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Types of Knees for AKA Prosthesis



- Constant Friction Knee:
    - simply a hinge that is designed to dampen knee swing via a screw or rubber pad that applies friction to the knee bolt;
    - it is a general utility knee, and may be used on uneven terrain;
    - it is the most common knee used in childhood prosthetics;
    - its major disadvantage, is that it allows only single speed walking & relies soley on alignment for stance phase stability and is therefore not 
           recommended for older, weaker patients;
           - because stability relies on stance alignment, the knee axis must be positioned posterior to the plumb line;

- Variable Friction (Cadence Control)
    - knee allows resistance to knee flexion to increase as the knee extends by employing a number of staggered friction pads;
    - this knee allows walking at different speeds, but is not durable and is not available in endoskeletal systmes;

- Polycentric (4 bar linkage)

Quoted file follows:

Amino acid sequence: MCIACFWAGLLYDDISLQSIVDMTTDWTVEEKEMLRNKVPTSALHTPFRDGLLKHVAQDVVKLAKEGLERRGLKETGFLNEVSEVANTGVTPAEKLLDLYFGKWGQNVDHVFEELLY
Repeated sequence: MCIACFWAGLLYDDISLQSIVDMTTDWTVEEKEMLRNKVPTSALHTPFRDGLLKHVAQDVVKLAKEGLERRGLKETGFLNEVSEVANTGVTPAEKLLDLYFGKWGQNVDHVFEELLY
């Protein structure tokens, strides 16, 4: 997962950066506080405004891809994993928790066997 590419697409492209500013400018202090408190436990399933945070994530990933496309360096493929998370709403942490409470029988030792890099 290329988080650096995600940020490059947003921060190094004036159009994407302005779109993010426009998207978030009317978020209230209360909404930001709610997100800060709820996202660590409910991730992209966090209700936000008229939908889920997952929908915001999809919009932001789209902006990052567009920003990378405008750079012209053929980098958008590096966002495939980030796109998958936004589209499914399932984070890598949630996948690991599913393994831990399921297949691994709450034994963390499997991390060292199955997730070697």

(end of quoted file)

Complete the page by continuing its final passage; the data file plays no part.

- has a variable instant center of rotation that provides for different stability characteristics during the gait cycle and may allow increased 
           flexion for sitting;
    - in extension, the center of rotation is posterior to the plumb line;
    - it is favored for pts w/ knee disarticulations and bilateral amputees

- Fluid Control (Hydraulic Knee)
    - allows adjustment of cadence response by changing resistance to knee flexion via a piston mechanism;
    - provides superior control in swing phase by using fluid hydraulics to vary the resistance according to the speed of gait;
    - stiffness can be adjusted for the specific needs of the patient;
    - design prevents excessive flexion and is extended earlier in the gait cycle, allowing a more fluid gait;
    - knee is best used in young active patients who prefer greater utility and variability at the expense of more weight